By Anneleen Naudts
The days of phosphorus in Holland Marsh canals are numbered.
Phosphorus, a chemical element and source of food for algae, will soon be extracted from the canals using a product called Phoslock.
Township council recently approved the proposal by Lake Simcoe Region Conservation Authority (LSRCA) to use Phoslock to treat the inner canal in spring and fall, prior to major periods of pumping.
Phoslock is not a chemical, said Mike Walters, LSRCA’s director of watershed management.
Dubbed a quick-fix solution, applying Phoslock is a straightforward process which will entail adding 45 metric tons of the precipitant to the Holland inner canal. When added to water, phosphorus binds to Phoslock’s modified lanthanum enriched clay while sinking to the bottom. As it settles, forming a thin layer of one to three millimeters, Phoslock continues to absorb phosphorus, Walters explained.
Phoslock has been successfully used as a phosphorus removal agent in the United States, Germany, Australia, New Zealand and China, said Walters, who also gave assurances it’s safe. It has been subjected to extensive ecotoxicity testing and most recently was tested on algae, juvenile fish and water fleas.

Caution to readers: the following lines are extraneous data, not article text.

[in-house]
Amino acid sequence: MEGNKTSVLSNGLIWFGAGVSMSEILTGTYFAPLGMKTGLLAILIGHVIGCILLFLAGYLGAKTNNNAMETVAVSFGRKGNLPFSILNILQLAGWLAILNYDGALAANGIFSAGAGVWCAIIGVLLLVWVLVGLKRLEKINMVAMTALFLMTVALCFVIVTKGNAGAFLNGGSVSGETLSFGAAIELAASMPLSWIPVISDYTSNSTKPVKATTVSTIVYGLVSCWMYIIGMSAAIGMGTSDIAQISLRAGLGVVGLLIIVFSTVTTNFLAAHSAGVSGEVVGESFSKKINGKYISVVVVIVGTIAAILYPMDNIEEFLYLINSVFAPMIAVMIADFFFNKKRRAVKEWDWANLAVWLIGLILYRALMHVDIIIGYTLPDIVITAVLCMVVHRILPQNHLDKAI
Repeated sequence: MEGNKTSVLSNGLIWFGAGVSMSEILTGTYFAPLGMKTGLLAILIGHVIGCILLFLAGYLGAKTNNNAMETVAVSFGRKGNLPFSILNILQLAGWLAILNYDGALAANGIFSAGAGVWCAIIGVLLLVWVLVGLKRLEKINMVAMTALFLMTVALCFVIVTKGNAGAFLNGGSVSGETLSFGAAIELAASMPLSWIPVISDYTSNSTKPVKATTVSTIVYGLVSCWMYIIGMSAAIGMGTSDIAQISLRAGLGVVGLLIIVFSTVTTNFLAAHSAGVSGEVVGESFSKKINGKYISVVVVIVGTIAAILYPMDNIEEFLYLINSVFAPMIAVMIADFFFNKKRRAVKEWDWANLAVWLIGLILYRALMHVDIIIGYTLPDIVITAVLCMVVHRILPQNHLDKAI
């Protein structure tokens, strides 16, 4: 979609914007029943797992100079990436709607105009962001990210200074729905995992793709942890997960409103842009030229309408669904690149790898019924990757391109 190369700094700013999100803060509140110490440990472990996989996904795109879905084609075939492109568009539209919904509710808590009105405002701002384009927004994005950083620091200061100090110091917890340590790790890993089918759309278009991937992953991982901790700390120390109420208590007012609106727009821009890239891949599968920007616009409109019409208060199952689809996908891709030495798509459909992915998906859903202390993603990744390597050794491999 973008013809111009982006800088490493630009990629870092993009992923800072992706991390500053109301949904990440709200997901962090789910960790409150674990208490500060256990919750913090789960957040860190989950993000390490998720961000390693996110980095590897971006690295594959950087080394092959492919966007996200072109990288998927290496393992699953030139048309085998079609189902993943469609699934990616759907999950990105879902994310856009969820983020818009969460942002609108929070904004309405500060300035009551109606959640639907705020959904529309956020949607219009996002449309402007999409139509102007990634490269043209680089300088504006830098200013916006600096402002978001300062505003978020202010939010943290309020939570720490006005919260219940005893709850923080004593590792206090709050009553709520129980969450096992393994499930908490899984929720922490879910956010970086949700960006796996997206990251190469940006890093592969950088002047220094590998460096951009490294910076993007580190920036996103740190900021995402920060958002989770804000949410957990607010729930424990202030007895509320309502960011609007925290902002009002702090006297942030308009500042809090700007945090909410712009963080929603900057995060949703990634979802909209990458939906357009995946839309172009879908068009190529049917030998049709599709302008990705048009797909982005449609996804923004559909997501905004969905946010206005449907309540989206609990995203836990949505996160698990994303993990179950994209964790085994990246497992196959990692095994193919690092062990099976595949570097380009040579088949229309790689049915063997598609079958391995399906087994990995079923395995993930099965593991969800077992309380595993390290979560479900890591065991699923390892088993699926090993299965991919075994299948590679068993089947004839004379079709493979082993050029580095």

Its track record includes establishing healthy fisheries, and creating drinking water impoundments in Western Australia, explained Walters.
An immediate benefit is expected, he added. The application will result in phosphorus reductions of 87 to 95 per cent. He said continuous sampling and a mid-year report are planned to determine the effectiveness of the pilot project.
The best news is it won’t cost King Township a penny. The pilot project, which comes with a $126,560 price tag, will be funded by Ontario’s Ministry of the Environment. This constitutes part of the McGuinty government’s plan to develop long-term measures to protect the health of Lake Simcoe, Environment Minister John Gerretsen announced.
Councillors last week rooted for the project. Councillor Jeff Laidlaw inquired whether Phoslock would cause any displacement of water, and Walters replied the displacement is not expected to exceed five centimeters, providing regular dredging of the system occurs.
Councillor Jack Rupke, who has discussed this system with King’s farming community, considered Phoslock to be an economical option. He added that so long as LSRCA makes a presentation to farmers, he expected they too would be in favour of it.
Councillor Linda Pabst said she would gladly support this “good news story,” as did Councillor Jane Underhill, who said there didn’t seem to be any drawbacks.
Mayor Margaret Black called using Phoslock a way of “solving a problem we thought couldn’t be solved years ago.”